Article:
It’s all about the Dwarfs
No, not a blog post about various colourful carnival players, but rather a nice linky to an even longer version of the Honourkeeper review I posted about previously on Amazon.com.
Not only does it contain the full review (amongst others, incidentally – my good friend Steve Parker’s Gunheads is also reviewed on the site), but it also has some fascinating discourse of fantasy dwarf culture and literature. Impressive and interesting.
I have to say, my initial experience of the doughty dwarf race in fiction was probably The Hobbitby Tolkien, whose interpretation is most strongly echoed in the Warhammer World dwarfs which I’ve written about. I also have fond memories of the character of Flint in the Dragonlance Chronicles by Weiss and Hickman, though I’ve not read the books in a while, so they might have been a product of their time and best viewed through nostalgia-tinted glasses. One Dragonlance book devoted to the dwarfs of Krynn (the world in which Dragonlance is based) that I do recall with some fondness was Stormblade, which I believe had a dwarf civil war (between hill and mountain dwarfs, if memory serves) as its central conceit. I think I still have it somewhere – I shall have to dig it out.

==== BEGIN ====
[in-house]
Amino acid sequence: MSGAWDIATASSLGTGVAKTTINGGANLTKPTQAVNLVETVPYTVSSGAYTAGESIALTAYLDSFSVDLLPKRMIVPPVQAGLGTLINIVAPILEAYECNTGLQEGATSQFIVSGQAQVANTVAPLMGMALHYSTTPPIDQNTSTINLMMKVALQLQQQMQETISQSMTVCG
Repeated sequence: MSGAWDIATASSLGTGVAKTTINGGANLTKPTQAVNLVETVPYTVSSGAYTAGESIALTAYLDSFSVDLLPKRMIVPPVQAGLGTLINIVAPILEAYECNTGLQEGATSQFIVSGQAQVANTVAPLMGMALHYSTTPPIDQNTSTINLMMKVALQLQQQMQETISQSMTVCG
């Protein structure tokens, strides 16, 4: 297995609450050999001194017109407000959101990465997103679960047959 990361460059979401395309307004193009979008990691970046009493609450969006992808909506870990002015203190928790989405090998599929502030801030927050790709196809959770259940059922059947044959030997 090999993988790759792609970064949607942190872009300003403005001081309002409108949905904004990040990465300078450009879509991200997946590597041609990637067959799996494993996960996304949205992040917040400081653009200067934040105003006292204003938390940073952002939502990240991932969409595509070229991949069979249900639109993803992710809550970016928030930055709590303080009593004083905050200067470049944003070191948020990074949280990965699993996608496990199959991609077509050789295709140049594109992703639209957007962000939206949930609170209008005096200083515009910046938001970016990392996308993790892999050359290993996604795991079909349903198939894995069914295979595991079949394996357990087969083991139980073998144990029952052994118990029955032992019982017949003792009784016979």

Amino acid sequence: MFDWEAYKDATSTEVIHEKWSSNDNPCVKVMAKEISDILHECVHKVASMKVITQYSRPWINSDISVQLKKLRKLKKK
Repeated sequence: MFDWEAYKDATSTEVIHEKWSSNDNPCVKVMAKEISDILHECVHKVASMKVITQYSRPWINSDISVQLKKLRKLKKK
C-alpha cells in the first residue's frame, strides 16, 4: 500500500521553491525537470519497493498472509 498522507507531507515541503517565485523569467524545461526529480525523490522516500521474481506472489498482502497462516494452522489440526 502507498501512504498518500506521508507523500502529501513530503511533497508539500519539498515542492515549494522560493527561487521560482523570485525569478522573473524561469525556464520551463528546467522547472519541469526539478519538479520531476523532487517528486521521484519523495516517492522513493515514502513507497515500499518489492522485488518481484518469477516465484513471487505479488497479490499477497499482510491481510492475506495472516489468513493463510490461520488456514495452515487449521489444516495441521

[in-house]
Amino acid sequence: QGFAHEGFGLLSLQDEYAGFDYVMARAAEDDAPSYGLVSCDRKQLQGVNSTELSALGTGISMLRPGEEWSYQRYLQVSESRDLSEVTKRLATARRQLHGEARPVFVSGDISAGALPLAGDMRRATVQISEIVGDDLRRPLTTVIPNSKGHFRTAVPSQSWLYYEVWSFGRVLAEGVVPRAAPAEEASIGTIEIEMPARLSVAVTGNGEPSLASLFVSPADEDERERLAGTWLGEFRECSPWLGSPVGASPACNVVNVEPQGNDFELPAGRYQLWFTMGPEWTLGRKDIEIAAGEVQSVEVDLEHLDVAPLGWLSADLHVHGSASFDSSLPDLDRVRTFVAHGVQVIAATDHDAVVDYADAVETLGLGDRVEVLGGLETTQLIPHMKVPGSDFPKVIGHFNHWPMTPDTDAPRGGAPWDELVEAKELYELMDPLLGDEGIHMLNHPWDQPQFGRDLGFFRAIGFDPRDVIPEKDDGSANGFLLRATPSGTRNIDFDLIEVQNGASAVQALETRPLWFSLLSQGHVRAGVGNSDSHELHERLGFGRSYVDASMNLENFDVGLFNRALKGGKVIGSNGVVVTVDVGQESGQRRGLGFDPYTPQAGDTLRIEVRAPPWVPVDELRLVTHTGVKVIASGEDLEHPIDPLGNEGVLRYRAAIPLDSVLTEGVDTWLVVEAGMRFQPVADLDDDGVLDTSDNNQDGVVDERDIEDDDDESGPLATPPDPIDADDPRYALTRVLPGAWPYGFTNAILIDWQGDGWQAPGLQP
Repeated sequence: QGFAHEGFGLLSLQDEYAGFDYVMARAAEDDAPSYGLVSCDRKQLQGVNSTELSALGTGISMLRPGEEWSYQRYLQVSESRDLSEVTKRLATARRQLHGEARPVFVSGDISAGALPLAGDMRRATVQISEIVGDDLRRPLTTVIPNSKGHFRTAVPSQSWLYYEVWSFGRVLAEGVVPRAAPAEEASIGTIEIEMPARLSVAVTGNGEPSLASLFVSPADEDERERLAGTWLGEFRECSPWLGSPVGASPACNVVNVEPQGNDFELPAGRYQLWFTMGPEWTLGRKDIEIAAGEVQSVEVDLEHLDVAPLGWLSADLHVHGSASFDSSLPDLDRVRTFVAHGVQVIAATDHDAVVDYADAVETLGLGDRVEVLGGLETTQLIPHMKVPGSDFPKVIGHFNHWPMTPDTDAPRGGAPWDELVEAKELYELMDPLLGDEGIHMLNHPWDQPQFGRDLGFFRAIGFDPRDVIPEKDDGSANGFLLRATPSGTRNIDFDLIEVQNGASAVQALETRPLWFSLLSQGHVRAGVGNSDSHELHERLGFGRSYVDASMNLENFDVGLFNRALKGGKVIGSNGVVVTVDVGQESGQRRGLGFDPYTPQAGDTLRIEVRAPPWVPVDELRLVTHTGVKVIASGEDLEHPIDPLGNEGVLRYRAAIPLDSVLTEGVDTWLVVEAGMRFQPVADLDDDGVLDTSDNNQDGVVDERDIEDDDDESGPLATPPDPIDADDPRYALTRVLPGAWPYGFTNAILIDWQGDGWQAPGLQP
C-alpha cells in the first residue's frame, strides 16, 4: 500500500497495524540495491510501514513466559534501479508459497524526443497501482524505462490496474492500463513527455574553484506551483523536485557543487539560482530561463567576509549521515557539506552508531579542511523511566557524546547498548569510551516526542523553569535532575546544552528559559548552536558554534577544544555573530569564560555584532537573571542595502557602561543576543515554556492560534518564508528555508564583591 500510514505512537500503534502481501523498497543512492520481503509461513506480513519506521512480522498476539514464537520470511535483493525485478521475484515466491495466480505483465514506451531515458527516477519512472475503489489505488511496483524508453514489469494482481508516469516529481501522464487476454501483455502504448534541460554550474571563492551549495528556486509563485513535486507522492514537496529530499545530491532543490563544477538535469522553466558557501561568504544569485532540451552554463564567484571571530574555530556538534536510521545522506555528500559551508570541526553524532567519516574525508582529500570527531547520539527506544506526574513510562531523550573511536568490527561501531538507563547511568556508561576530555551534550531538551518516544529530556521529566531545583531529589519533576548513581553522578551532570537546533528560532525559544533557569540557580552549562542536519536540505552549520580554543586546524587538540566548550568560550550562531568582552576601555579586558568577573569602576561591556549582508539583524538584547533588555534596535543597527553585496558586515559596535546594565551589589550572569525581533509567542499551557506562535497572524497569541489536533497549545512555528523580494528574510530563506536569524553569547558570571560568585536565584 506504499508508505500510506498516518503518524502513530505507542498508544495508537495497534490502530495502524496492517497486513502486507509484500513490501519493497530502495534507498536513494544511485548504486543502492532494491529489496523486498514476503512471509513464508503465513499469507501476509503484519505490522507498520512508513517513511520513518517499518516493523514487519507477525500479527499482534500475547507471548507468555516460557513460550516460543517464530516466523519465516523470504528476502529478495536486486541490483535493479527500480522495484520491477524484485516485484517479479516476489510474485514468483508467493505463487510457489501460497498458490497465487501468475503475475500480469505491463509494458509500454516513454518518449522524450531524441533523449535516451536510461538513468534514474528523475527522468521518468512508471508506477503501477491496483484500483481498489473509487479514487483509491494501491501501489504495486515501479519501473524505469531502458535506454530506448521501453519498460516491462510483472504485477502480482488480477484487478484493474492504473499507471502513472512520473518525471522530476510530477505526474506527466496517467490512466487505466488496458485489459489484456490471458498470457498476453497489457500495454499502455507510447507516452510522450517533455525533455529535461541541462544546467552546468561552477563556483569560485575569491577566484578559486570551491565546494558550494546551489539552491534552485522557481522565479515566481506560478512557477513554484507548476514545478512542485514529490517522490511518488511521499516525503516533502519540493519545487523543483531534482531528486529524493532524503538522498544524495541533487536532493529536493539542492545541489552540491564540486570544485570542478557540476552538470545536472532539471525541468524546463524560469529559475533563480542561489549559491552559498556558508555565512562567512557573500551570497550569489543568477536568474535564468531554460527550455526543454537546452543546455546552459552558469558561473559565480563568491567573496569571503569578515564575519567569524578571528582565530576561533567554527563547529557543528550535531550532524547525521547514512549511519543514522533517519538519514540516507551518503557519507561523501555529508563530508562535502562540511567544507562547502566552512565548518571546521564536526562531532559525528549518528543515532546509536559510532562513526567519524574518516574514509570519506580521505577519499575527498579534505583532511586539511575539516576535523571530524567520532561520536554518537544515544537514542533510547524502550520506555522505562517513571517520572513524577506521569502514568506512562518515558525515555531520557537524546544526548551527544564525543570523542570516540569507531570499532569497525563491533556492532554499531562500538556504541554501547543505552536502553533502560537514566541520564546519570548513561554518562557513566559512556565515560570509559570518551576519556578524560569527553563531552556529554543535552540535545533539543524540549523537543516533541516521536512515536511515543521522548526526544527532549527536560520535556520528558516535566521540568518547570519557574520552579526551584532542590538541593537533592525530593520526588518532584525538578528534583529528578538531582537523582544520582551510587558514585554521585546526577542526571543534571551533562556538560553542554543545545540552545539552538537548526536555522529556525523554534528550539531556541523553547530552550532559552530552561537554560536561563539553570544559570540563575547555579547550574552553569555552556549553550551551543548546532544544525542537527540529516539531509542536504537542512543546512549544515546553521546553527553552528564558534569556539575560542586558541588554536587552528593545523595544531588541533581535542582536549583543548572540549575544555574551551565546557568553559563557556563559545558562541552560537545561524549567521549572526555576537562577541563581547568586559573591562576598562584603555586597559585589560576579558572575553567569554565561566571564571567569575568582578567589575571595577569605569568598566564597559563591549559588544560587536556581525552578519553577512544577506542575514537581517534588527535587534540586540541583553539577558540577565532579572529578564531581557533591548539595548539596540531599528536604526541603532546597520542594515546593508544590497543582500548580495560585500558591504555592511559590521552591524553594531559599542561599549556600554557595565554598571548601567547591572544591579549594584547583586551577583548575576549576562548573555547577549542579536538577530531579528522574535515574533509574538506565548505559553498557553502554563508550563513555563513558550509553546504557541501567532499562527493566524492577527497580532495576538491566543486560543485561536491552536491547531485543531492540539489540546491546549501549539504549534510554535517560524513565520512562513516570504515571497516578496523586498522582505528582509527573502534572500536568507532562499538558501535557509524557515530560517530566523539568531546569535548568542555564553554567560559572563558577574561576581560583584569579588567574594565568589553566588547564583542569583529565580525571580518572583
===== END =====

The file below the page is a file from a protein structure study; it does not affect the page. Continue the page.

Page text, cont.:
Of course, Warhammer dwarfs followed for me. I think it was Combat Cards initially and then a packet of lead hammerers and longbeards (made by Marauder Miniatures back then) that got me hooked. Twenty years later, and here I am writing about the little blighters.
It’s interesting to note that dwarfs came from a very different place in traditional myth. Dwarfs were evil, greedy creatures, more akin to beasts than a civilised, honourable culture. I won’t embarrass myself by going further down this road as my knowledge is kind of restricted to the fantasy material I’ve read. But check out the blog site I mention above for more thorough and less off-the-cuff research – fascinating stuff.